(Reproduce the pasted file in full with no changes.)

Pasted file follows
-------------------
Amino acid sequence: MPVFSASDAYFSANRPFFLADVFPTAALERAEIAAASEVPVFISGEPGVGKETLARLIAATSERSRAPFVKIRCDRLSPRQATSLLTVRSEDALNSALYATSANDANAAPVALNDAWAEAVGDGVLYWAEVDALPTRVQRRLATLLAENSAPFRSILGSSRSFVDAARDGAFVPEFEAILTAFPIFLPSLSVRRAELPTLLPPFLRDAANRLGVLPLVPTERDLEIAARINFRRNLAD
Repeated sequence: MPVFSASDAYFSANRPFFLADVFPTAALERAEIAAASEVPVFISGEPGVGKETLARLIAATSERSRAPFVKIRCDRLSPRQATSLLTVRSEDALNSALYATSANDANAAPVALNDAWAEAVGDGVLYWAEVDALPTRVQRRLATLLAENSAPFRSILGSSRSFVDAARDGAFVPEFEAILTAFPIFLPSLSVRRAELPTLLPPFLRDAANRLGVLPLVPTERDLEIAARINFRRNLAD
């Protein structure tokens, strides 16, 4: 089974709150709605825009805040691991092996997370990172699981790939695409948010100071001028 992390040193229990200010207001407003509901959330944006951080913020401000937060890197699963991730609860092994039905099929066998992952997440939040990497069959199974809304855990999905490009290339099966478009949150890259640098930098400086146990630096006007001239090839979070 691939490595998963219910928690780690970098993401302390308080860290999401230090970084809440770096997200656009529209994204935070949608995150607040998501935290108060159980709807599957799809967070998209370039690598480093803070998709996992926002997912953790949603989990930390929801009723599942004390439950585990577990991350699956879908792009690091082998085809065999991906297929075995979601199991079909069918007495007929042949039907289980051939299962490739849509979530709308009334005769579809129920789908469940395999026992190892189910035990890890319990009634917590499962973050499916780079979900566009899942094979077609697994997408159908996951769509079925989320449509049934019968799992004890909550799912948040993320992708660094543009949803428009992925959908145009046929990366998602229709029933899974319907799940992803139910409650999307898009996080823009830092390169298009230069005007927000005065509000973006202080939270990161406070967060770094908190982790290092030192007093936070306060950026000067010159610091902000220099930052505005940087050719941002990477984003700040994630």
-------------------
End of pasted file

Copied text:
Amino acid sequence: MPVFSASDAYFSANRPFFLADVFPTAALERAEIAAASEVPVFISGEPGVGKETLARLIAATSERSRAPFVKIRCDRLSPRQATSLLTVRSEDALNSALYATSANDANAAPVALNDAWAEAVGDGVLYWAEVDALPTRVQRRLATLLAENSAPFRSILGSSRSFVDAARDGAFVPEFEAILTAFPIFLPSLSVRRAELPTLLPPFLRDAANRLGVLPLVPTERDLEIAARINFRRNLAD
Repeated sequence: MPVFSASDAYFSANRPFFLADVFPTAALERAEIAAASEVPVFISGEPGVGKETLARLIAATSERSRAPFVKIRCDRLSPRQATSLLTVRSEDALNSALYATSANDANAAPVALNDAWAEAVGDGVLYWAEVDALPTRVQRRLATLLAENSAPFRSILGSSRSFVDAARDGAFVPEFEAILTAFPIFLPSLSVRRAELPTLLPPFLRDAANRLGVLPLVPTERDLEIAARINFRRNLAD
């Protein structure tokens, strides 16, 4: 089974709150709605825009805040691991092996997370990172699981790939695409948010100071001028 992390040193229990200010207001407003509901959330944006951080913020401000937060890197699963991730609860092994039905099929066998992952997440939040990497069959199974809304855990999905490009290339099966478009949150890259640098930098400086146990630096006007001239090839979070 691939490595998963219910928690780690970098993401302390308080860290999401230090970084809440770096997200656009529209994204935070949608995150607040998501935290108060159980709807599957799809967070998209370039690598480093803070998709996992926002997912953790949603989990930390929801009723599942004390439950585990577990991350699956879908792009690091082998085809065999991906297929075995979601199991079909069918007495007929042949039907289980051939299962490739849509979530709308009334005769579809129920789908469940395999026992190892189910035990890890319990009634917590499962973050499916780079979900566009899942094979077609697994997408159908996951769509079925989320449509049934019968799992004890909550799912948040993320992708660094543009949803428009992925959908145009046929990366998602229709029933899974319907799940992803139910409650999307898009996080823009830092390169298009230069005007927000005065509000973006202080939270990161406070967060770094908190982790290092030192007093936070306060950026000067010159610091902000220099930052505005940087050719941002990477984003700040994630």